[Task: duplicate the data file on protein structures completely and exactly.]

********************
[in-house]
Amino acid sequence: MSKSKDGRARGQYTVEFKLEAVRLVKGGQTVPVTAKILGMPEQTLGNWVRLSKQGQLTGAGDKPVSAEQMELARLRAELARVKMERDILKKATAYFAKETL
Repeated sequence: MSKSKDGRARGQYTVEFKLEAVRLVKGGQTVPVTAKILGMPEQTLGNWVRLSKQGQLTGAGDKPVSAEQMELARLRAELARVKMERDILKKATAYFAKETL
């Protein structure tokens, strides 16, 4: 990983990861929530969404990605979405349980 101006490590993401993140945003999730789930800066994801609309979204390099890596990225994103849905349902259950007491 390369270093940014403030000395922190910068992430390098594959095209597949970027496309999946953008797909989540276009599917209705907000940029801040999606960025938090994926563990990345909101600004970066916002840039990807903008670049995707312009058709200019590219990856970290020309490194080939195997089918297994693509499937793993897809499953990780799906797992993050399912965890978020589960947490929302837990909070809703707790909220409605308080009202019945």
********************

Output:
[in-house]
Amino acid sequence: MSKSKDGRARGQYTVEFKLEAVRLVKGGQTVPVTAKILGMPEQTLGNWVRLSKQGQLTGAGDKPVSAEQMELARLRAELARVKMERDILKKATAYFAKETL
Repeated sequence: MSKSKDGRARGQYTVEFKLEAVRLVKGGQTVPVTAKILGMPEQTLGNWVRLSKQGQLTGAGDKPVSAEQMELARLRAELARVKMERDILKKATAYFAKETL
């Protein structure tokens, strides 16, 4: 990983990861929530969404990605979405349980 101006490590993401993140945003999730789930800066994801609309979204390099890596990225994103849905349902259950007491 390369270093940014403030000395922190910068992430390098594959095209597949970027496309999946953008797909989540276009599917209705907000940029801040999606960025938090994926563990990345909101600004970066916002840039990807903008670049995707312009058709200019590219990856970290020309490194080939195997089918297994693509499937793993897809499953990780799906797992993050399912965890978020589960947490929302837990909070809703707790909220409605308080009202019945």